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Why Do You Need Deck Stain Color and Tints?

Deck stains have come a long way in appearance over the years. There is a wide array of colors, tints, and tones that can be added to deck stain. But what if you like the natural look of wood, do you really need a color or tinted deck stain or can you use a clear sealer? There are several reasons a deck owner may choose a colored deck stain over a clear sealer.

Color enhances beauty. Even if you like the natural look of wood, a slight color or tone can be added to enhance that “natural look.” A natural colored stain will also last longer in appearance than clear stain. A tinted deck stain is great for worn or older wood decks that need the boost in appearance.

The sun’s UV rays fade unprotected wood rapidly. While most deck stains repel water not all of them shield against sun fading. The more pigment that is present in a deck stain the more UV protection it provides. On a scale of 1-10 a clear stain would be a 1 in sun protection where a solid colored stain would be a 10. So when choosing a deck stain, sun blocking color stains and tints should certainly be part of the equation. Another reason many deck owners go with a colored or tinted deck stain is in the case of covering up or hiding an older stain that could not be completely removed. Cleaning a deck with deck stain stripper should remove most of an old failing stain. But not always does all of the old stain come off even after several attempts. A deck stain with tone can help hide some of the older stain that might try to show through. Perhaps there are also other unwanted stains that won’t come off from where a grill has sat or something has been spilled. Character flaws in the wood may also be an eyesore that a particular deck stain color may help hide.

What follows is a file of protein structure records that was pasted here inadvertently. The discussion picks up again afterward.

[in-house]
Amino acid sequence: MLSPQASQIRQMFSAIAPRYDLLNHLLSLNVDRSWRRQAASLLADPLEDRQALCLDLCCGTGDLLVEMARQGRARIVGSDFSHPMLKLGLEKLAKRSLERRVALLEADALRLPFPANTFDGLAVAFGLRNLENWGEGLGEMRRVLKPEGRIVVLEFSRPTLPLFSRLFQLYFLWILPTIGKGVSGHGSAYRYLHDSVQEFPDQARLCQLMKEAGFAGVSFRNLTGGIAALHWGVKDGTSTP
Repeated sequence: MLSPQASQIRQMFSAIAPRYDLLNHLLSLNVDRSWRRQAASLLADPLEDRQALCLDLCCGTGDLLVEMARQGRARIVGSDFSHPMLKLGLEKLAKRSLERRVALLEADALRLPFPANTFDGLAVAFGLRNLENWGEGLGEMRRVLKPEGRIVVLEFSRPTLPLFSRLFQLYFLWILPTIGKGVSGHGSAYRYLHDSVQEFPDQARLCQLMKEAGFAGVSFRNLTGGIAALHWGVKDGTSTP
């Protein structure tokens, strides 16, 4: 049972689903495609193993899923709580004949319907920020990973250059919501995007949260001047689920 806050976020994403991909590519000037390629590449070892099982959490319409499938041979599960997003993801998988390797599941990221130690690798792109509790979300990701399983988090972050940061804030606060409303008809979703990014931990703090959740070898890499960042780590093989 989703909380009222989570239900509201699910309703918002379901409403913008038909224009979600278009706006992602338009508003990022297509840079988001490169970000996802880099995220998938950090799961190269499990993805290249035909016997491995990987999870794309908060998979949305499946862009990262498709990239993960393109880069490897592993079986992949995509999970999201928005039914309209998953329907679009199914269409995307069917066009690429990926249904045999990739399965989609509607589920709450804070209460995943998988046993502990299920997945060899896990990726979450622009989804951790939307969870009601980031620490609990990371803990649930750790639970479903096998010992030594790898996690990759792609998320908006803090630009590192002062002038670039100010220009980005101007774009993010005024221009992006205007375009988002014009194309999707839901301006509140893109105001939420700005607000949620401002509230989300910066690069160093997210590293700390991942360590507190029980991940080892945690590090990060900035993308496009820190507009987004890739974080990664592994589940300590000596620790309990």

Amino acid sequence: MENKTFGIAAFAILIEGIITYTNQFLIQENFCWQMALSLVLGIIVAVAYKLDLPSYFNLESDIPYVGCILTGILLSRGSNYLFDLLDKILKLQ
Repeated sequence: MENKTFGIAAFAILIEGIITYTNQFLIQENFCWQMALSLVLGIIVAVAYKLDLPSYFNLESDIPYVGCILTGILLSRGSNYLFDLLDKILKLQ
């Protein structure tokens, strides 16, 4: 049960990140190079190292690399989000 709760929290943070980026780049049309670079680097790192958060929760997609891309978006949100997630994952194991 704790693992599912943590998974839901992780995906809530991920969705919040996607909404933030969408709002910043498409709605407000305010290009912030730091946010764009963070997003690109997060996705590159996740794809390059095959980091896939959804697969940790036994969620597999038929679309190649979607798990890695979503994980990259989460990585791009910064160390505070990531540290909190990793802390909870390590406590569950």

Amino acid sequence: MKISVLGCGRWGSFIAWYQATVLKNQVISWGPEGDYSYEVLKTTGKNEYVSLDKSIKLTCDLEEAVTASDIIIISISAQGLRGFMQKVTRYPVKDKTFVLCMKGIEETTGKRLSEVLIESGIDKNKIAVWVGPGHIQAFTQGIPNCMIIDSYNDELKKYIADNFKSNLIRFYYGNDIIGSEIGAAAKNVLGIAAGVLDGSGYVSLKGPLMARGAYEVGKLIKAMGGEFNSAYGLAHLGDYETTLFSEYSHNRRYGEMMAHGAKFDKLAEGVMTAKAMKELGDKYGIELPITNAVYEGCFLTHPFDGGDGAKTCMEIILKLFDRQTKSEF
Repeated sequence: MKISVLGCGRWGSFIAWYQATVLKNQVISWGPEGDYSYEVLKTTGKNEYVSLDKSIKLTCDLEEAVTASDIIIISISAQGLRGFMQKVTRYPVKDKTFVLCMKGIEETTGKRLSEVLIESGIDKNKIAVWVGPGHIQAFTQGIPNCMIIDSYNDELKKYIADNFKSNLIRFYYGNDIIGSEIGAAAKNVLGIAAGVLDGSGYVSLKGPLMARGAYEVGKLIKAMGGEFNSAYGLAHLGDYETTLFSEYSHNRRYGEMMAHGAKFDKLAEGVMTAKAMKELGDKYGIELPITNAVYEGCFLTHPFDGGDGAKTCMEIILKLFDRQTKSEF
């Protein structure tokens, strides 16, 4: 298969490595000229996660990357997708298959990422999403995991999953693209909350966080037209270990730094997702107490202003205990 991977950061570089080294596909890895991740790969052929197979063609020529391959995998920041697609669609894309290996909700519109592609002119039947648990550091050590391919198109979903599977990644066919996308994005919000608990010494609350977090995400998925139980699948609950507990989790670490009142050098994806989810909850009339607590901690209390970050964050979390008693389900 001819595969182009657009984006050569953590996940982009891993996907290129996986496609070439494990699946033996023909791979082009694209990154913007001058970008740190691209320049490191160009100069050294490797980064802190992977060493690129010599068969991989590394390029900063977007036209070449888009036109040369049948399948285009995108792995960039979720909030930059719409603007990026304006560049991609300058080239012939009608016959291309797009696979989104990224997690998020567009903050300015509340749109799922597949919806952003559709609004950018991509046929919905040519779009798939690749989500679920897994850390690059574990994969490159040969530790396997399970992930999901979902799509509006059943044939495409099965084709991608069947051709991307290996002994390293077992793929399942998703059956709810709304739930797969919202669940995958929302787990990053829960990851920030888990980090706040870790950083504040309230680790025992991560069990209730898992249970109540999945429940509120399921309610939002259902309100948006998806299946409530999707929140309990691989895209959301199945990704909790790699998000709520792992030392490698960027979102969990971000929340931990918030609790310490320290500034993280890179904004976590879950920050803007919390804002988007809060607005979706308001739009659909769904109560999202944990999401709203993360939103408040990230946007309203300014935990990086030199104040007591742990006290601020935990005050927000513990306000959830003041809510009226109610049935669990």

Though many people like the natural look of wood, there are plenty of deck owners who do not care for it. A semi-solid or solid colored wood stain can hide the wood completely revealing only the stain color. This is popular for those wanting to match the color of the deck to the house, fence, or some other surface.

There have also been some beautiful examples of two tone decks where a solid color deck stain has been used on the railings or spindles and a different color or opacity of deck stain was used on the flooring. The combinations of colors, tints, and opacity levels are really only limited to your imagination.

You can undoubtedly use a clear or non-colored deck stain if that is your choice and there is nothing wrong with that. But you can certainly see how a deck stain tints or colors can have many positive benefits to your wood deck as far as appearance and protection.

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8 responses to “Why Do You Need Deck Stain Color and Tints?”

  1. rogdj says:

    What is a good brand of solid redwood color stain for a deck that already has that but is showing lots of wear and peeling?

  2. Faye Grimes says:

    Our deck was stained with "honey gold" stain. We have power washed it and would like to re-stain it using another color (new red wood) semi-transparent. Would this work?????

  3. Peg says:

    Can deck stain advice cross over to siding? There appears to be a lot of info here that may prove it true, with the exception of not needing tread wear. Looking for the best semi-solid or semi-transparent for the NE/USA area having a lot of moisture and resulting mold/mildew issues.

    Am toying with abandoning ode fav Cabot, which has been reformulated, in favor of SW, but all appear to have a linseed or oil element.

    35 years ago, had double stained siding, both top and bottom, of ship-lap pine with Cuprinol with long lasting effects. Re-stained every 2-5 years until Cuprinol went away, and then used SW successor's Woodscapes with relatively decent success, albeit not a true oil stain.

    Due to years and checking, are replacing pine siding with same, but due to VOC regs, unable to find any stain even comparable. In testing the oil based S/S Cabot toted to be water clean-up, found it to be downright nasty stuff to work with … ditto for the clean-up afterward.

    • Peg, yes wood siding is treated the same way as decking. Stay with an oil based stain for the future. TWP 1500 or the Armstrong Clark. Make sure to remove all of the old coatings first.

  4. Joe M says:

    Can you tint a ceder decks a pastel color

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*This is first and foremost a help site from our experience as wood restoration contractors. All stain and prepping manufacturer directions were followed with our reviews and ratings. We offer no guarantee of similar results. Take inconsideration that wood and deck stain results may differ due to prepping procedures, different wood types, exposure to UV radiation, natural weathering, etc.